Palo Alto – June 25, 2018 – Delivery of healthcare, by definition, is a continuum that leverages the leading technologies available at that point in time. As new technologies evolve, as lifestyles change, as population ebbs and flows, migrations happen, and healthcare infrastructure morphs – health and healthcare are impacted. Historically, healthcare delivery has been a very reactive, symptom-driven process. The advent of technology, however, has ushered in an era of consumerization, and a data-driven, quantified-self approach to personal health. With increasing healthcare costs, owning and pro-actively managing one’s health will not only be a “nice to have”, it will be a “must have”, an imperative that will be implemented through a series of carrots and sticks by employers, insurers and providers. Let’s walk through the various waves or phases of modern healthcare deliver – past, present and future.
The traditional/historical healthcare delivery model was relatively straight forward, made up of regular check-ups and incident based care, as and when symptoms surfaced. We call it the Reactive Healthcare phase. At that time, the intervention ranged from “take two of these and call me in the morning” to “triage” depending on the severity of the condition. The old model did not necessarily rely on a lot of real-time data that could help predict or detect the onset of a particular condition. The norm was a standard set of physiological tests to understand the underlying condition with the notion of usually prescribing more of a “one size fits all” approach to treatment. The idea of personalized or predictive medicine was pure fantasy, and not something that was in the normal medical repertoire. Having said that, the concept of a family doctor was fairly common (with doctors making house calls, albeit without a mobile app). The physician did rely on the analog patient/family history for curated treatment.
Next, the internet, and especially the mobile internet revolution drove the Pre-emptive Healthcare phase. Consumers started taking control of their own health through real time monitoring of vitals, physical activity and nutrition, using connected devices and mobile applications (collectively referred to as the “quantified self” movement). That, along with access to online research, enabled consumers/patients to get ahead of an impending medical condition. Patients were now armed with both data and information when approaching medical professionals, asking in-depth questions, seeking second opinions online and having a better understanding of diagnoses, remedies and risks associated with various treatment options. Sites like WebMD and Health Tap exemplify that wave. Additionally, community sites like Café Mom and Patients Like Me are forums not only for information and support, but for consumers and patients to seek customized crowdsourced advice around medical conditions, health, wellness and overall lifestyle modifications. Doctors on Demand and apps like Heal, Careplus help consumers take the next step of remote real time access to specialists.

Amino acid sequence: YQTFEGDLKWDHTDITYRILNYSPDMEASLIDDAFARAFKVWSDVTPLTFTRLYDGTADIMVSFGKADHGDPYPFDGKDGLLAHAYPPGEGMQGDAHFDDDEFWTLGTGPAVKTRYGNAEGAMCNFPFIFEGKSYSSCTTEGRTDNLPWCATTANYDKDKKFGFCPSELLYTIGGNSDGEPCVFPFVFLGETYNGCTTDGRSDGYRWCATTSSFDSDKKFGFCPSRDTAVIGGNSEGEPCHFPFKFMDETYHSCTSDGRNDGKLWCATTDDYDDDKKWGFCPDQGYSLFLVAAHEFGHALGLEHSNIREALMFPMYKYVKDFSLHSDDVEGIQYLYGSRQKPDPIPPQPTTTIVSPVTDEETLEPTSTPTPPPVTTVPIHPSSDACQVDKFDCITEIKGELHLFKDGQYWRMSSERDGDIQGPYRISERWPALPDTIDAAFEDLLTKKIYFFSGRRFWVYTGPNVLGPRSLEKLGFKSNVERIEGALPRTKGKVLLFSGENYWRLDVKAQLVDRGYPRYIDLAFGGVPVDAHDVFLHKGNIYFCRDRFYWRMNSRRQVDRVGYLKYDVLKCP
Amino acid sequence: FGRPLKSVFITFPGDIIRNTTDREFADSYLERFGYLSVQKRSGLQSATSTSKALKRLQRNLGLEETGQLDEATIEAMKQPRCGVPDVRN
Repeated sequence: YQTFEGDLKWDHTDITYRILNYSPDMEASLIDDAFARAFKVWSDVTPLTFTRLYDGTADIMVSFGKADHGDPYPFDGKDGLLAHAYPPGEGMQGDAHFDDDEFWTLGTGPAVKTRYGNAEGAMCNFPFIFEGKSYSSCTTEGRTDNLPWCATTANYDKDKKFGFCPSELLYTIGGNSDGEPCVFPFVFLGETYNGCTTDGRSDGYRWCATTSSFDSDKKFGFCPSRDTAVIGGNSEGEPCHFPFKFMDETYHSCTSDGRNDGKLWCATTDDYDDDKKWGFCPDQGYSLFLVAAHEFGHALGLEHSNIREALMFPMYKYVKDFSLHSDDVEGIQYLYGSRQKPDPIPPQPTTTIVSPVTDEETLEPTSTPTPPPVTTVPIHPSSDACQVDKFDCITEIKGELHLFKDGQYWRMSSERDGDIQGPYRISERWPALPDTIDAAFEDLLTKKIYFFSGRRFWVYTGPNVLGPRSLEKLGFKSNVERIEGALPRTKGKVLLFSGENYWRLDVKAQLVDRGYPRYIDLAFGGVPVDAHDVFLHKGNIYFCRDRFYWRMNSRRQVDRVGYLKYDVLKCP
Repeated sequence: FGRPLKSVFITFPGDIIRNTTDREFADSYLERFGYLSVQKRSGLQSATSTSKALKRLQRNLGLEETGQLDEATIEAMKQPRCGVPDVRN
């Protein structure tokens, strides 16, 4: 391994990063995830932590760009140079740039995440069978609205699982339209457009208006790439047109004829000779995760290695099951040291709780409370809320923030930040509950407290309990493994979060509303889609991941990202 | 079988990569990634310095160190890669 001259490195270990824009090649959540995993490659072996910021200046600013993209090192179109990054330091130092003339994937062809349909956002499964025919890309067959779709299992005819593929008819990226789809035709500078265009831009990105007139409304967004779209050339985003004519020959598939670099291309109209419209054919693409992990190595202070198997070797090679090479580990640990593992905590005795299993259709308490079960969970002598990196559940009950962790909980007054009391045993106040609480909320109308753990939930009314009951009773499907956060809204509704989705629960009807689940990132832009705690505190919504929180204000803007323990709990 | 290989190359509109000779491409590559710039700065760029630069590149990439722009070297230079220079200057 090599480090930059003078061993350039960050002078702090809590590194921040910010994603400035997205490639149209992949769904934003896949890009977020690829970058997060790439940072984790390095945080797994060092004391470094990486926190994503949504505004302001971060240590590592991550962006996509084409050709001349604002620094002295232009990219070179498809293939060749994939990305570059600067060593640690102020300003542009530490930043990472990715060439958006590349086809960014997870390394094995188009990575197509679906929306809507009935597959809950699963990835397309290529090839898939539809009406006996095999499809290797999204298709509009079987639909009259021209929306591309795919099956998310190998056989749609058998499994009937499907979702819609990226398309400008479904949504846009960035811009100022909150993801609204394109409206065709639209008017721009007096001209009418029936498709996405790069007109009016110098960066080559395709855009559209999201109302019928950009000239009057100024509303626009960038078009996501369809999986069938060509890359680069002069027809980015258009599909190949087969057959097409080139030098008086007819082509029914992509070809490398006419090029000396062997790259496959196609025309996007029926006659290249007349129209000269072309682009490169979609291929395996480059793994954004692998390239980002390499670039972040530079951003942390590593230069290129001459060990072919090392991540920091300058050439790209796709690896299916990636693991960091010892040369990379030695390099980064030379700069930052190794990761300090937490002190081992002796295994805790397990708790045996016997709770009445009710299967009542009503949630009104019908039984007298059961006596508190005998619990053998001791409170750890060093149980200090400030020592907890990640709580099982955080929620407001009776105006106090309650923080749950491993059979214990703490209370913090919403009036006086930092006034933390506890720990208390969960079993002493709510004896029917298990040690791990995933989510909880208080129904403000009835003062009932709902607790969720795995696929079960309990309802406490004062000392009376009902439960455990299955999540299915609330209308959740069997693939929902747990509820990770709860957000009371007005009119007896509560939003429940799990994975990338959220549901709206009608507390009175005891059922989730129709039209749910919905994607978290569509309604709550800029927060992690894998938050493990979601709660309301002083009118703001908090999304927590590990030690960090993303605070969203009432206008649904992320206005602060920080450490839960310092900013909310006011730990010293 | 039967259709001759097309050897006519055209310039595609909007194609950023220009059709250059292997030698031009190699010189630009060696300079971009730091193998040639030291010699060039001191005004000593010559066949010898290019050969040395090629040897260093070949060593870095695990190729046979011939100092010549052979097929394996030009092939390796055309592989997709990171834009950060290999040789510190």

The advent of affordable genomic testing and artificial intelligence can now lead to assessment of pre-dispositions to certain conditions and consequent curated therapies based on one’s genomic make-up. Physicians and patients can now predict the onset of physiological symptoms, and intervene, in many cases, well before the underlying conditions become chronic, irreversible or catastrophic. Data being generated across clinical, genomic, physical and physiological domains of one’s life is the “what”. Analytics, leveraging the powerful combination of AI, Machine Learning and Deep Learning is leading to the “so what” – actionable insights and analytics. We are at the cusp of the Predictive Healthcare phase. There is considerable work being done in this arena using the combination of structured and unstructured data to provide more accurate diagnoses and treatments with optimal outcomes, minimized side effects and hospital readmissions. There is a broader mandate towards outcome based reimbursement by insurers/payers and value based care. Proliferation of self-insured employers is creating additional forcing function driven by economics, to get ahead of chronic, expensive medical conditions, rather than waiting for those conditions to proliferate. As a result, understanding the likelihood of the onset of a particular condition, especially chronic condition, is crucial not only for improving an individual’s quality of life, but also bringing the out-of-control healthcare costs somewhat under control. Companies like Collective Health, Limeade, and Grand Rounds are leading the charge in terms of leveraging customer data across the various silos and engaging members and employees to deliver lasting outcomes. Only with this data-led unified view can one layer analytics that combine the historical with the current data sets to continuously glean actionable insights.